Paragraph (c)(3) gives the court, upon notice of the plea agreement, the option of accepting or rejecting the agreement or deferring its decision until receipt of the presentence report. The court must inform the defendant that it may choose not to accept a sentence recommendation made as part of a plea agreement. Decisions on plea agreements are left to the discretion of the individual trial judge.
Paragraph (c)(4) requires the court, if it accepts the plea agreement, to inform the defendant that it will embody in the judgment and sentence the disposition provided in the plea agreement, or one more favorable to the defendant. This provision serves the dual purpose of informing the defendant immediately that the agreement will be implemented.
Paragraph (c)(5) requires the court, on the record, upon its rejection of the plea agreement, to inform the defendant of this fact and to advise the defendant personally, in open court, or for good cause, in camera, that the court is not bound by the plea agreement. The defendant must be afforded an opportunity to withdraw the defendant's plea and must be advised that if the defendant persists in the defendant's guilty plea, the disposition of the case may be less favorable to the defendant than contemplated by the plea agreement.
Paragraph (c)(6) requires that the court be notified of the existence of a plea agreement at the arraignment or at another time prior to trial fixed by the court unless it can be shown that for good cause this was not done. Having a plea entered at this stage provides a reasonable time for the defendant to consult with counsel and for counsel to complete any plea discussions with the attorney for the prosecution. The objective of the provision is to make clear that the court has authority to require a plea agreement to be disclosed sufficiently in advance of trial so as not to interfere with the efficient scheduling of criminal cases.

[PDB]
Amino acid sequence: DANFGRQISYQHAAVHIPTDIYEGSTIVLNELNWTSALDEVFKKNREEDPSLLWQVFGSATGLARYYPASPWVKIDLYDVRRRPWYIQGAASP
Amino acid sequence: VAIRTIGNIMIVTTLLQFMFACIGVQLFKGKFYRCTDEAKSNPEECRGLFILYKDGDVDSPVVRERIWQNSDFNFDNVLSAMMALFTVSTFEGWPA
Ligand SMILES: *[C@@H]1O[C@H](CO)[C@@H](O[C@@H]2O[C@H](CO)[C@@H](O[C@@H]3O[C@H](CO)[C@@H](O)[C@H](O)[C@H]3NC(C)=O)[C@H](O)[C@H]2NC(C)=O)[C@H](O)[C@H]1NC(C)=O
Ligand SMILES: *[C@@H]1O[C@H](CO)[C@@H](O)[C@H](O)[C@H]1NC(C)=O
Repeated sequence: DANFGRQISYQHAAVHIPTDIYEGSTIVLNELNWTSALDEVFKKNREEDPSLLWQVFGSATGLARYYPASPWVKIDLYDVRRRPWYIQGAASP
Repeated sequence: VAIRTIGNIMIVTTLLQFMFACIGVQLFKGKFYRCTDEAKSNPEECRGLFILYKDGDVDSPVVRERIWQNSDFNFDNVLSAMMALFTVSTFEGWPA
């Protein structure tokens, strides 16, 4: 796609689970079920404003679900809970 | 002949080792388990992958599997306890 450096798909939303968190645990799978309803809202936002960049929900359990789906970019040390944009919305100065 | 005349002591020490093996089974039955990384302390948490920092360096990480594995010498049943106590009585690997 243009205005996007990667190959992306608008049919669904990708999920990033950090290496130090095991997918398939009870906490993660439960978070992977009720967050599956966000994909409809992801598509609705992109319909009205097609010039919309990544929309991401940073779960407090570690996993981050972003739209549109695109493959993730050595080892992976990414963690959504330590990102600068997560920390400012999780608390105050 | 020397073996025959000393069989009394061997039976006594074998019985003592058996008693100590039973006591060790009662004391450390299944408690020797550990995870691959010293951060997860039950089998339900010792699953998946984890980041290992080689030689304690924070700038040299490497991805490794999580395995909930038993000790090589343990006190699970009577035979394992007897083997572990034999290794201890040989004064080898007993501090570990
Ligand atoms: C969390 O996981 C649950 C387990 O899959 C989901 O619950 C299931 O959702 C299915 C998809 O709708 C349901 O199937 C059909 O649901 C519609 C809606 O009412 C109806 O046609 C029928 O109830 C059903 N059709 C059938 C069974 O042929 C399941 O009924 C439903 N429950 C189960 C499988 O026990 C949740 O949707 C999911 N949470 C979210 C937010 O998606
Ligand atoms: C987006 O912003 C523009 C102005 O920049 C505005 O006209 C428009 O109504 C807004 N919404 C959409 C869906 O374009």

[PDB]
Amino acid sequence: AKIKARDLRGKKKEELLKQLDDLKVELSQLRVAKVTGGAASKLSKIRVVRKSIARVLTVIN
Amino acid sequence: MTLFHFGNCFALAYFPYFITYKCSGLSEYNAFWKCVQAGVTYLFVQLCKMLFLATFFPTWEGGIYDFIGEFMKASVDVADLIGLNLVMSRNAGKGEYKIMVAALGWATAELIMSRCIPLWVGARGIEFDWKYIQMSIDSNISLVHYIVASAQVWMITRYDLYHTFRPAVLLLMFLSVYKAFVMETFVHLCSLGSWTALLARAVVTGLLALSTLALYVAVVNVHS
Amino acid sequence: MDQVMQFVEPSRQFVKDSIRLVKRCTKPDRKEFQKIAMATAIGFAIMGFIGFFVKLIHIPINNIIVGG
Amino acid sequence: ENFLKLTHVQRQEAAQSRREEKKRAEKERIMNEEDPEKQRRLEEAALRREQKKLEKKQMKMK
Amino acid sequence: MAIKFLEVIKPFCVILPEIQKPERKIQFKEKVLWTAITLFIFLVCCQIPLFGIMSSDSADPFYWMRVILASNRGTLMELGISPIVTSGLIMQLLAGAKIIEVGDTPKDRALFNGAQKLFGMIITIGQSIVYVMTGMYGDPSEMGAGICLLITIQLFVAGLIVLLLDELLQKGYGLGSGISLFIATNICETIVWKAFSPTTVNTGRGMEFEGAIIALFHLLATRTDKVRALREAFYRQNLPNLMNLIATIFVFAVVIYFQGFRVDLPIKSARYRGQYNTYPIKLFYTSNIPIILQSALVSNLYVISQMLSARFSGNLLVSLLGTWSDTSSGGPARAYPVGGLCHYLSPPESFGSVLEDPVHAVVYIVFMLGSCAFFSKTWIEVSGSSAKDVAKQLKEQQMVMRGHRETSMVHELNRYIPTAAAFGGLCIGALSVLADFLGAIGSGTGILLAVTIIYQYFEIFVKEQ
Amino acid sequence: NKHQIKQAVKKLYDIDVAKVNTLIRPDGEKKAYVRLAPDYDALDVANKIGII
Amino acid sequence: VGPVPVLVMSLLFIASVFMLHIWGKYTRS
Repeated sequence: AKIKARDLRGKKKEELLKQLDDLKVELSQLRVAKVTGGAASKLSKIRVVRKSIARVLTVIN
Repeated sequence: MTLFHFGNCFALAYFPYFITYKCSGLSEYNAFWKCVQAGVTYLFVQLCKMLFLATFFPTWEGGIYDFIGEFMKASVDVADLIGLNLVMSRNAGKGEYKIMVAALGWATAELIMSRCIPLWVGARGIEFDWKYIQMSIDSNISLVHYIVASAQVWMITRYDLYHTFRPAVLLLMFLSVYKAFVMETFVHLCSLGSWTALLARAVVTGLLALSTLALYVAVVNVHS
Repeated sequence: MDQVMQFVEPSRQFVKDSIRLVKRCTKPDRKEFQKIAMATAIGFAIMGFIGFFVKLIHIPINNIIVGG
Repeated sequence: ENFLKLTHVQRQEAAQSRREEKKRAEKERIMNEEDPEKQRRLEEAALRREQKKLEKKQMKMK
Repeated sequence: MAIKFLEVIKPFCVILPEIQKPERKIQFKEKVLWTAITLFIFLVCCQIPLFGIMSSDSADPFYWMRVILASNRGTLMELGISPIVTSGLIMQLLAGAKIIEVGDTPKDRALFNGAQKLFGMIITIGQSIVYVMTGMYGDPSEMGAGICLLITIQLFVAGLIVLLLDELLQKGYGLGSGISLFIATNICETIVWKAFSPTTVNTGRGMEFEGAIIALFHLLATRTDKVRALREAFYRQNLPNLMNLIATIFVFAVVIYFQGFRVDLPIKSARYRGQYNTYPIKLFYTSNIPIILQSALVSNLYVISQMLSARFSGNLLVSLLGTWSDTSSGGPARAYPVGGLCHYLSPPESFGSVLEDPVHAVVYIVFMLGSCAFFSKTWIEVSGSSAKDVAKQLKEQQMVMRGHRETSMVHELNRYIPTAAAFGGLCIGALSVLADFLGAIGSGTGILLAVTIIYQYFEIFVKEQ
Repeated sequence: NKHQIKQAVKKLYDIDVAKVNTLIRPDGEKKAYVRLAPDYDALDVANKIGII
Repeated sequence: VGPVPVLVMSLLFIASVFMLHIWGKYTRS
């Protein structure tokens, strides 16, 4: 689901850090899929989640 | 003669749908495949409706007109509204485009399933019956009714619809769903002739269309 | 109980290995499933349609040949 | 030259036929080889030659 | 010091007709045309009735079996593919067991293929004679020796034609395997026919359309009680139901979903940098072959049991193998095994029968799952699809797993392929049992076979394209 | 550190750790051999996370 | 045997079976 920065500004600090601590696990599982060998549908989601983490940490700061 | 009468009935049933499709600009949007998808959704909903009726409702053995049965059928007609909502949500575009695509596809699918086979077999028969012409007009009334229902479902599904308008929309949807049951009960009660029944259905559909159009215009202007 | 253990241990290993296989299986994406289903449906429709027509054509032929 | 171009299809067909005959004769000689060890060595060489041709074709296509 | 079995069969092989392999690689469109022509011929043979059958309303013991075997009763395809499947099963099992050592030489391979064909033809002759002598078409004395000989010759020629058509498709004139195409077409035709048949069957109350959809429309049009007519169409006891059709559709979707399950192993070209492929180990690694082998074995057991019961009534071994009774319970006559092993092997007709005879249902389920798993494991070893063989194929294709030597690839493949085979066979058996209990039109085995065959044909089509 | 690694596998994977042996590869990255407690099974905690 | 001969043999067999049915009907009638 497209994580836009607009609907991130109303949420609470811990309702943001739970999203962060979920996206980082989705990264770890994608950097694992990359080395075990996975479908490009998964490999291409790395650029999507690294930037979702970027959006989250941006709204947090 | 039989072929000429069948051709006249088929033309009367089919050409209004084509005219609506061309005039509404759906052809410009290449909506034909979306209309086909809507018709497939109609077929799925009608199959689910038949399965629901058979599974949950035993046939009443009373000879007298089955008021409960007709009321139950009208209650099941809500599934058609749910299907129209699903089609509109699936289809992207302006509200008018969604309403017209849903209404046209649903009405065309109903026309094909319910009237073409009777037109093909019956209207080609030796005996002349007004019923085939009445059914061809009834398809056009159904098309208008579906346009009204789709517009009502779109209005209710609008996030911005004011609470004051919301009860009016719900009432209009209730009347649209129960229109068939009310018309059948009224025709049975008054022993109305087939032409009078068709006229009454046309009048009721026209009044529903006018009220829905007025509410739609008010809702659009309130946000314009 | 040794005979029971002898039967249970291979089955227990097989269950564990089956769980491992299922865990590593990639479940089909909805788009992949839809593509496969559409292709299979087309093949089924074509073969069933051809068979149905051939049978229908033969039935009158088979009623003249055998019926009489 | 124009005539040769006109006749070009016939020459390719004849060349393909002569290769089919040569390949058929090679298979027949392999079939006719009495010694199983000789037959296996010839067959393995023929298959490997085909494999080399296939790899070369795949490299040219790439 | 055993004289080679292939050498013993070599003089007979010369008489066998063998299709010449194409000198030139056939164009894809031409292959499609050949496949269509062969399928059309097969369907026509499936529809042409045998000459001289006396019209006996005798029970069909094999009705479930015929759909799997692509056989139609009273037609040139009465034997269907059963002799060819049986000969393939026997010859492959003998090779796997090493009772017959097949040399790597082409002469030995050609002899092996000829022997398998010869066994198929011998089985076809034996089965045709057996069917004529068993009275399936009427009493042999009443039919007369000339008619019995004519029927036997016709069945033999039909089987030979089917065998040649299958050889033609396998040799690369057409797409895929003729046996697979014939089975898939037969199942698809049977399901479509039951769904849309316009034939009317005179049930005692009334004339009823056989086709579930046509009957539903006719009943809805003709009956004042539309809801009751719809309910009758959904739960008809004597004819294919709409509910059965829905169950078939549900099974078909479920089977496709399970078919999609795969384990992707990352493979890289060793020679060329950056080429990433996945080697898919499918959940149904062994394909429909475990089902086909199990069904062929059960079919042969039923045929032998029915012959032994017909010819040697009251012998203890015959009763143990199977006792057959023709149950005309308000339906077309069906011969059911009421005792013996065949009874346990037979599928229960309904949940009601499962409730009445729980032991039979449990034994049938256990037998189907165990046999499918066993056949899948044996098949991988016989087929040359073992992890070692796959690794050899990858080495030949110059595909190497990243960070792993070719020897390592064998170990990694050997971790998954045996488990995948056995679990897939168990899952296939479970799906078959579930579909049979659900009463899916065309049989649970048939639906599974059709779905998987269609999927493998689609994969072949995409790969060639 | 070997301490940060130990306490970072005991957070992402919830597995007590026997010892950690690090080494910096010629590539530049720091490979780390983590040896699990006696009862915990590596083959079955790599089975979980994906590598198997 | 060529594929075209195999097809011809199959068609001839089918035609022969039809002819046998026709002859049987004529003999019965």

A new subdivision (d) on plea withdrawal was transferred to Rule 11 from Rule 32 effective March 1, 2010.
(d) (e) makes it clear that N.D.R.Ev. 410 governs
the admissibility of plea
(e) (f) requires that a verbatim record be kept of the
proceedings. The record
is important in the event of a post-conviction attack.
(f) (g) was amended, effective March 1, 1996, to
reference Rule 43(c). In a
non-felony case, if the defendant wants to plead guilty without appearing in court, a written
form must be used which advises the defendant of his or her constitutional rights and creates
a record showing that the plea was made voluntarily, knowingly, and understandingly. See
Appendix Form 17. A court may accept a guilty plea via interactive television using the
procedure set out in N.D. Sup. Ct. Admin. R. 52.
Rule 11 does not include a subdivision entitled harmless error and differs from the 1983 amendment to Fed.R.Crim.P. 11(h) in that respect. Rule 52(a), Harmless Error, is intended to have general application to all the criminal rules of procedure.
Sources: Joint Procedure Committee Minutes of January 29-30, 2009, pages 11-13, 19-20; April 27-28, 2006, pages 2-5, 15-17; September 22-23, 2005, pages 17-18; September 23-24, 2004, pages 5-9; April 29-30, 2004, pages 28-30; January 26-27, 1995, pages 5-6; September 29-30, 1994, pages 2-4; April 28-29, 1994, pages 10-12; April 20, 1989, page 4; December 3, 1987, page 15; June 22, 1984, pages 11-16; April 26, 1984, pages 2-3; April 26-27, 1979, pages 4-7; May 25-26, 1978, pages 31-34; March 16-17, 1978, page 20; January 12-13, 1978, pages 5-6; January 10, 1977, page 4; April 24-26, 1973, pages 8-9; December 11-15, 1972, page 43; May 11-12, 1972, pages 2-6; November 18-20, 1971, pages 34-38; September 17-18, 1970, pages 1-6; May 3-4, 1968, page 9.
Superseded: N.D.C.C. §§ 29-13-02, 29-14-01, 29-14-02, 29-14-14, 29-14-15, 29-14-16, 29-14-17, 29-14-18, 29-14-19, 29-14-20, 29-14-21, 29-14-22, 29-14-23, 29-14-24, 29-14-26, 29-14-27, 33-12-17, 33-12-18.
Considered: N.D.C.C. § 31-13-03.
Cross Reference: N.D.R.Crim.P. 43 (Defendant's Presence); N.D.R.Crim.P. 44 (Right to and Appointment of Counsel); N.D.R.Ev. 410 (Offer to Plead Guilty; Nolo Contendere; Withdrawn Plea of Guilty); N.D.Sup.Ct.Admin.R. 52 (Interactive Television).